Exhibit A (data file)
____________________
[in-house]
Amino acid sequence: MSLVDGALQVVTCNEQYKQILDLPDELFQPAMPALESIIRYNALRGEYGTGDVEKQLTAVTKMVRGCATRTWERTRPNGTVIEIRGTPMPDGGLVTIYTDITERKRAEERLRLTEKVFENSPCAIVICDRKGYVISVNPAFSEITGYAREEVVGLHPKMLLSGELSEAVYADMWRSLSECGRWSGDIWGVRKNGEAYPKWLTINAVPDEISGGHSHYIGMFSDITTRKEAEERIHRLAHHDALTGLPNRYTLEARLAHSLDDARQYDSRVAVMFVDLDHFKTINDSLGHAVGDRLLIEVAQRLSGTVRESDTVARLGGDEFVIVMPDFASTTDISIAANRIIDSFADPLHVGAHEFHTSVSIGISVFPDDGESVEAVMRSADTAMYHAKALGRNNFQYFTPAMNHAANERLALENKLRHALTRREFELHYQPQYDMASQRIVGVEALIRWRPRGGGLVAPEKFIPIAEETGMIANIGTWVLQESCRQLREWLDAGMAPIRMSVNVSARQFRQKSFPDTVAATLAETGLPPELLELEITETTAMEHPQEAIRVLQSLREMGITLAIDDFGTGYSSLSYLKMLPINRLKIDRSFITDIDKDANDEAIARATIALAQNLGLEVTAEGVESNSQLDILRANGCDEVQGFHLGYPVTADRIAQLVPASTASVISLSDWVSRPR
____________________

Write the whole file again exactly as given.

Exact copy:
[in-house]
Amino acid sequence: MSLVDGALQVVTCNEQYKQILDLPDELFQPAMPALESIIRYNALRGEYGTGDVEKQLTAVTKMVRGCATRTWERTRPNGTVIEIRGTPMPDGGLVTIYTDITERKRAEERLRLTEKVFENSPCAIVICDRKGYVISVNPAFSEITGYAREEVVGLHPKMLLSGELSEAVYADMWRSLSECGRWSGDIWGVRKNGEAYPKWLTINAVPDEISGGHSHYIGMFSDITTRKEAEERIHRLAHHDALTGLPNRYTLEARLAHSLDDARQYDSRVAVMFVDLDHFKTINDSLGHAVGDRLLIEVAQRLSGTVRESDTVARLGGDEFVIVMPDFASTTDISIAANRIIDSFADPLHVGAHEFHTSVSIGISVFPDDGESVEAVMRSADTAMYHAKALGRNNFQYFTPAMNHAANERLALENKLRHALTRREFELHYQPQYDMASQRIVGVEALIRWRPRGGGLVAPEKFIPIAEETGMIANIGTWVLQESCRQLREWLDAGMAPIRMSVNVSARQFRQKSFPDTVAATLAETGLPPELLELEITETTAMEHPQEAIRVLQSLREMGITLAIDDFGTGYSSLSYLKMLPINRLKIDRSFITDIDKDANDEAIARATIALAQNLGLEVTAEGVESNSQLDILRANGCDEVQGFHLGYPVTADRIAQLVPASTASVISLSDWVSRPR